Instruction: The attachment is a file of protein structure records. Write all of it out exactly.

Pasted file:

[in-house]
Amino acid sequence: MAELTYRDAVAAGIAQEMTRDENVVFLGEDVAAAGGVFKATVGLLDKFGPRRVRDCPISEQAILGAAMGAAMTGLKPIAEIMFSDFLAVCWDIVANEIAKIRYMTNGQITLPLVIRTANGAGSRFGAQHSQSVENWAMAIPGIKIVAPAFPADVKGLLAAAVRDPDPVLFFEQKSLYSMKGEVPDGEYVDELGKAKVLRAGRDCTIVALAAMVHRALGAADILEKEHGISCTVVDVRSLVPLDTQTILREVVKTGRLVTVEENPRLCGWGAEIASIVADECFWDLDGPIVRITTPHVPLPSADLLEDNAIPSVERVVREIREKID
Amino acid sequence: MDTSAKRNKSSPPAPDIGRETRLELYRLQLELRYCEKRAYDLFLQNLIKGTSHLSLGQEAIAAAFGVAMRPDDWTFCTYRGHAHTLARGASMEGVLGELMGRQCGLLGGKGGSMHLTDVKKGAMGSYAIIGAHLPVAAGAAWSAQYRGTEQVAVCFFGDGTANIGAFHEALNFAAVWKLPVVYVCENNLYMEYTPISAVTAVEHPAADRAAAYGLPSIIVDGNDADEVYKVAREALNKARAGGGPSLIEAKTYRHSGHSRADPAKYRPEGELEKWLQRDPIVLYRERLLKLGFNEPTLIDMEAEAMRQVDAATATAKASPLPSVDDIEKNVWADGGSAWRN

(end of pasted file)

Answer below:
[in-house]
Amino acid sequence: MAELTYRDAVAAGIAQEMTRDENVVFLGEDVAAAGGVFKATVGLLDKFGPRRVRDCPISEQAILGAAMGAAMTGLKPIAEIMFSDFLAVCWDIVANEIAKIRYMTNGQITLPLVIRTANGAGSRFGAQHSQSVENWAMAIPGIKIVAPAFPADVKGLLAAAVRDPDPVLFFEQKSLYSMKGEVPDGEYVDELGKAKVLRAGRDCTIVALAAMVHRALGAADILEKEHGISCTVVDVRSLVPLDTQTILREVVKTGRLVTVEENPRLCGWGAEIASIVADECFWDLDGPIVRITTPHVPLPSADLLEDNAIPSVERVVREIREKID
Amino acid sequence: MDTSAKRNKSSPPAPDIGRETRLELYRLQLELRYCEKRAYDLFLQNLIKGTSHLSLGQEAIAAAFGVAMRPDDWTFCTYRGHAHTLARGASMEGVLGELMGRQCGLLGGKGGSMHLTDVKKGAMGSYAIIGAHLPVAAGAAWSAQYRGTEQVAVCFFGDGTANIGAFHEALNFAAVWKLPVVYVCENNLYMEYTPISAVTAVEHPAADRAAAYGLPSIIVDGNDADEVYKVAREALNKARAGGGPSLIEAKTYRHSGHSRADPAKYRPEGELEKWLQRDPIVLYRERLLKLGFNEPTLIDMEAEAMRQVDAATATAKASPLPSVDDIEKNVWADGGSAWRN